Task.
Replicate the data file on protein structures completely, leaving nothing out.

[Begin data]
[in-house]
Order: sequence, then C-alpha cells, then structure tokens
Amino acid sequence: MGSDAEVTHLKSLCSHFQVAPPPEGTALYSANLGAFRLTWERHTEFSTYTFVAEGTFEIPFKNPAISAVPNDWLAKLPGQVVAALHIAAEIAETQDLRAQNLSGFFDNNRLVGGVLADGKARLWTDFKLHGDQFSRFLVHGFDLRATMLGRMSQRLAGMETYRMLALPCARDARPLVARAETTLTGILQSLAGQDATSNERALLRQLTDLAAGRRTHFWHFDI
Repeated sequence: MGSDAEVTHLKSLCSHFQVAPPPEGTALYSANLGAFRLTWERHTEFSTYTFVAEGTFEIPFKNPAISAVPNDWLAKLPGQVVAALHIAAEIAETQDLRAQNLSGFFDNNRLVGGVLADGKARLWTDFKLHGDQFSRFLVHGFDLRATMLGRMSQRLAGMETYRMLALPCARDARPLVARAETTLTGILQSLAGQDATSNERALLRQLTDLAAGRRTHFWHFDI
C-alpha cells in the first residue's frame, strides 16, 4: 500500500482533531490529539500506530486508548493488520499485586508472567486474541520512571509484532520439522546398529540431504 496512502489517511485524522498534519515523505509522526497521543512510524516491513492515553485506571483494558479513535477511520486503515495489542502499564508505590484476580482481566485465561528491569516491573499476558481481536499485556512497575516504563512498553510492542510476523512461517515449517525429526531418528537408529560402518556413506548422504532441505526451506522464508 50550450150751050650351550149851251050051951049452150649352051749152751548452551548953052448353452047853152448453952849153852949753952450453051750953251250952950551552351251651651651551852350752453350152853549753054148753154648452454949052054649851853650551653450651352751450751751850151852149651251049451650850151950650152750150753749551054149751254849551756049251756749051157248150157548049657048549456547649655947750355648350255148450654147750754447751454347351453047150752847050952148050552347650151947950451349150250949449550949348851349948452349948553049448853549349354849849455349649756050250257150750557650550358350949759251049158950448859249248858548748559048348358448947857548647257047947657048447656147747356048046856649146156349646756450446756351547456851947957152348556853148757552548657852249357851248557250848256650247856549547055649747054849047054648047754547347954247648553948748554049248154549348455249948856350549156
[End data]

[in-house]
Order: sequence, then C-alpha cells, then structure tokens
Amino acid sequence: MGSDAEVTHLKSLCSHFQVAPPPEGTALYSANLGAFRLTWERHTEFSTYTFVAEGTFEIPFKNPAISAVPNDWLAKLPGQVVAALHIAAEIAETQDLRAQNLSGFFDNNRLVGGVLADGKARLWTDFKLHGDQFSRFLVHGFDLRATMLGRMSQRLAGMETYRMLALPCARDARPLVARAETTLTGILQSLAGQDATSNERALLRQLTDLAAGRRTHFWHFDI
Repeated sequence: MGSDAEVTHLKSLCSHFQVAPPPEGTALYSANLGAFRLTWERHTEFSTYTFVAEGTFEIPFKNPAISAVPNDWLAKLPGQVVAALHIAAEIAETQDLRAQNLSGFFDNNRLVGGVLADGKARLWTDFKLHGDQFSRFLVHGFDLRATMLGRMSQRLAGMETYRMLALPCARDARPLVARAETTLTGILQSLAGQDATSNERALLRQLTDLAAGRRTHFWHFDI
C-alpha cells in the first residue's frame, strides 16, 4: 500500500482533531490529539500506530486508548493488520499485586508472567486474541520512571509484532520439522546398529540431504 496512502489517511485524522498534519515523505509522526497521543512510524516491513492515553485506571483494558479513535477511520486503515495489542502499564508505590484476580482481566485465561528491569516491573499476558481481536499485556512497575516504563512498553510492542510476523512461517515449517525429526531418528537408529560402518556413506548422504532441505526451506522464508 50550450150751050650351550149851251050051951049452150649352051749152751548452551548953052448353452047853152448453952849153852949753952450453051750953251250952950551552351251651651651551852350752453350152853549753054148753154648452454949052054649851853650551653450651352751450751751850151852149651251049451650850151950650152750150753749551054149751254849551756049251756749051157248150157548049657048549456547649655947750355648350255148450654147750754447751454347351453047150752847050952148050552347650151947950451349150250949449550949348851349948452349948553049448853549349354849849455349649756050250257150750557650550358350949759251049158950448859249248858548748559048348358448947857548647257047947657048447656147747356048046856649146156349646756450446756351547456851947957152348556853148757552548657852249357851248557250848256650247856549547055649747054849047054648047754547347954247648553948748554049248154549348455249948856350549156